This was KONOE's response, and he was right. If this correct manner of seeing things and of functioning on the part of KONOE had been realized in his third Cabinet in 1941 what would have resulted? In the Imperial Conference held on 6 September 1941 an item wa3 discussed, as KONOE's memoirs revealed, that preparations for conflict should be made in case there was no prospect of reaching an agreement even at the beginning of October. According to his memoirs, this means that had there been no prospect of peace, preparation would have been made for war, and regarding that prospect, at the beginning of October, the problem should have been re-examined.
- 2 -

(View Page Image)
EDITORIAL SERIES: 278 (Continued)
ITEM 2 (Continued)
This, therefore, did not imply, according to KONOE's view, that preparation for the war would not necessarily he started at the beginning of October. However once such a resolution were made, the Government was unable to control the High Command and discussion at the beginning of October on the prospects of peace would be useless. This is a self-evident fact. Why didn't the Government resort to the measure of submitting the issue to the Throne at a time when the Government and the Supreme Command stood in opposition? The reason is obvious enough; Prince KOSOE was a liberal.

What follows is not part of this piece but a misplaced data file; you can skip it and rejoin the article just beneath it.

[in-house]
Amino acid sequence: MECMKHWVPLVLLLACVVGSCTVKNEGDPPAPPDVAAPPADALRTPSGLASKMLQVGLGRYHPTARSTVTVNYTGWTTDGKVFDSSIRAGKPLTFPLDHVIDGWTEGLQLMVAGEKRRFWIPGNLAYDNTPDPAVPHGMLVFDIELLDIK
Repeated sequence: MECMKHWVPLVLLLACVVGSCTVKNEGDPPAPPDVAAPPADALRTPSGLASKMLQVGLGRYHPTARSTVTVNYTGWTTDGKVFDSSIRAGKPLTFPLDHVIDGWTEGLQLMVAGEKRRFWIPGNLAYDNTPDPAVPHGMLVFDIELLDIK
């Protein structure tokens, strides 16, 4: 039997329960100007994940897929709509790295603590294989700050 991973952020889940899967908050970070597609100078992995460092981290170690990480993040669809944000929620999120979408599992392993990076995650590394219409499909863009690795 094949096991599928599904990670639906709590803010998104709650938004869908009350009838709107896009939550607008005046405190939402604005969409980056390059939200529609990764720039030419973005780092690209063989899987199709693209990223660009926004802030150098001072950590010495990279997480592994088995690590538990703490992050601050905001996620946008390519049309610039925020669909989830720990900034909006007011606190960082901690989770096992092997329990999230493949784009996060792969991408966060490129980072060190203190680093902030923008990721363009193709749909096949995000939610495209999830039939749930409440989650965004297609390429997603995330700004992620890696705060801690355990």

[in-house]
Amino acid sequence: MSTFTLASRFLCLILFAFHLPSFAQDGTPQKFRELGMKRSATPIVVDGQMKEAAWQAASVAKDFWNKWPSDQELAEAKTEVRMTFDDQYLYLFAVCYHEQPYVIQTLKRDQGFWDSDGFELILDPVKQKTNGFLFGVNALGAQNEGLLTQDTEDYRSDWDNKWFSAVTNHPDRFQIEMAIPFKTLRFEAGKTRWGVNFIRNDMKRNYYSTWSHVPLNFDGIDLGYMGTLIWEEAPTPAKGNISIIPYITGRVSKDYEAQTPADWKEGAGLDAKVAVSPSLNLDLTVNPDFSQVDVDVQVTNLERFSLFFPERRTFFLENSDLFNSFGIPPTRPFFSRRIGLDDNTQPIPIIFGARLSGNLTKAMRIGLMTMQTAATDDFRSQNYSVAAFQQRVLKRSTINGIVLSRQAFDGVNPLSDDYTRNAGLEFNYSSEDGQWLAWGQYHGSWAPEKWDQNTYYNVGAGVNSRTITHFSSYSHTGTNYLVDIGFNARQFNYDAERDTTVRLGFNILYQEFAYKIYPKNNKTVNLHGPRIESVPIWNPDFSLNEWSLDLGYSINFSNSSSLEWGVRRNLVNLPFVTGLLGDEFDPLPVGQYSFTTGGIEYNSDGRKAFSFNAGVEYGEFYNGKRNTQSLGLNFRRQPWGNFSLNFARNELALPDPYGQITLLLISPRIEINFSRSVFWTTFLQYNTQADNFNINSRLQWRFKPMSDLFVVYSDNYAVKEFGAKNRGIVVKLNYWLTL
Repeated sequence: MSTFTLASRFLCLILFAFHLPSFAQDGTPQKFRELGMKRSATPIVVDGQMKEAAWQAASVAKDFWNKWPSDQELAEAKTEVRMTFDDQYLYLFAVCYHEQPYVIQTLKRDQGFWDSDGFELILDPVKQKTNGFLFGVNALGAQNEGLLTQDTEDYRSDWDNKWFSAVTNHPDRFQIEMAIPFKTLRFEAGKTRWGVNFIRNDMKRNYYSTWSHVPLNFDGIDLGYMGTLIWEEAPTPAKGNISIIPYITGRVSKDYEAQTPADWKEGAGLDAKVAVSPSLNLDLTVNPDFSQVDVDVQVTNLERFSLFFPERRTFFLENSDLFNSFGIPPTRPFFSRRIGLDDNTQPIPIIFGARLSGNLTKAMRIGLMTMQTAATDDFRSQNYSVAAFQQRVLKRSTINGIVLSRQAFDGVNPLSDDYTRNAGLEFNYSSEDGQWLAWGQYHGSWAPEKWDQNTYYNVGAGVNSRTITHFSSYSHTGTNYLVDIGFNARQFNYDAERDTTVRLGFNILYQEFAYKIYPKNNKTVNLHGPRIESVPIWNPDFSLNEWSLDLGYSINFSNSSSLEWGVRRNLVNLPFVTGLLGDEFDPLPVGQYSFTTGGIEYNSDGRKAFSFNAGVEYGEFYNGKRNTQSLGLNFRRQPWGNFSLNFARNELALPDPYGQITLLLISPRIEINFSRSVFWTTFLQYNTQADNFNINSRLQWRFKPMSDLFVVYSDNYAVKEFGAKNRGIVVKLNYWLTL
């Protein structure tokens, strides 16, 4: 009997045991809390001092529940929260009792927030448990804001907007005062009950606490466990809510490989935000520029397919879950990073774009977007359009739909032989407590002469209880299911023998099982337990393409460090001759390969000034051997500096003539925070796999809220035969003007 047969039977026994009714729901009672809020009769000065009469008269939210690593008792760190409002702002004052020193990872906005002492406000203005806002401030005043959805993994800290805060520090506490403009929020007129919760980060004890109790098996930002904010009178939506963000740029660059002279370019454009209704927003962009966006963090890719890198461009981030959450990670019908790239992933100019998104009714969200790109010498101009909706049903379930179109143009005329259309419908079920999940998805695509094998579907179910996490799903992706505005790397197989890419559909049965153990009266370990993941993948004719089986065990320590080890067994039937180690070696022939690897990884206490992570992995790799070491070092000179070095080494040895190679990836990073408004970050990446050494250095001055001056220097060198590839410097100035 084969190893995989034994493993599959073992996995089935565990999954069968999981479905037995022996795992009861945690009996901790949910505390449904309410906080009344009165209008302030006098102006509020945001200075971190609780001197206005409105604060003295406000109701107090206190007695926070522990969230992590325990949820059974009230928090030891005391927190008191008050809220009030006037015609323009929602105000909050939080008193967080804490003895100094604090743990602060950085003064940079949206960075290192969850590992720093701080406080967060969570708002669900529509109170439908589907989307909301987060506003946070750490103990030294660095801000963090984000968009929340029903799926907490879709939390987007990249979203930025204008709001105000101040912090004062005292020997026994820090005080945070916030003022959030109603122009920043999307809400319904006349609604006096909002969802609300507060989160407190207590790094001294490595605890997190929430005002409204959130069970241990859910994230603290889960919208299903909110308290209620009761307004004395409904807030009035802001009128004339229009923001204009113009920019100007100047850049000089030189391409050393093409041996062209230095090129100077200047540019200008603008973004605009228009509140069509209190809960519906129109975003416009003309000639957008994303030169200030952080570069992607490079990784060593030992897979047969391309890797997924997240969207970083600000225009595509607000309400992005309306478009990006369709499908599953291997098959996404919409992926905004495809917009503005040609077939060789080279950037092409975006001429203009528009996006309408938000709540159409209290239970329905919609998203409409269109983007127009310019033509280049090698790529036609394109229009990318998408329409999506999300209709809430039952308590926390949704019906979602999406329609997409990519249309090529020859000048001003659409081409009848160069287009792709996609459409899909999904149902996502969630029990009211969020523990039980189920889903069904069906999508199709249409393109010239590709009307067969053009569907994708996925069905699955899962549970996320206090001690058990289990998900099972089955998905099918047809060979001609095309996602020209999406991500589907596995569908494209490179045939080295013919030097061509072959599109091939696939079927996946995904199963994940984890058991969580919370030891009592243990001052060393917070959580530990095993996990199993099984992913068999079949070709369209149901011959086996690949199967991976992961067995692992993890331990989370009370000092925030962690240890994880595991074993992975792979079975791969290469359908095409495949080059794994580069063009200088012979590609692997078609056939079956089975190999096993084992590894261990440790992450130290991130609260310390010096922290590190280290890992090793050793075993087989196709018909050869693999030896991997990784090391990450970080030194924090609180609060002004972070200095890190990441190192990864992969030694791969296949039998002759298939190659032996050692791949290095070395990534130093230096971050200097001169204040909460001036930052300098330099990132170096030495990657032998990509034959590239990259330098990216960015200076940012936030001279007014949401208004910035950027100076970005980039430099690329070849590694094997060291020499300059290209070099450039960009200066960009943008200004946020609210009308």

On 12 September of the same year there took place in TEKIGAISO an important conference where discussion continued for two or three days resulting in a disagreement among the Cabinet members and caused the resignation of the third KONOE Cabinet; this was likewise related in his memoirs. Careful reading of his memoirs revealed the fact that there was a difference of opinion between the Supreme Command and the Government. The Navy, however, submitted the decision to Prime Minister KONOE. Since any war was expected to be fought in the sphere of the Pacific, the Navy had almost all the opportunity to speak.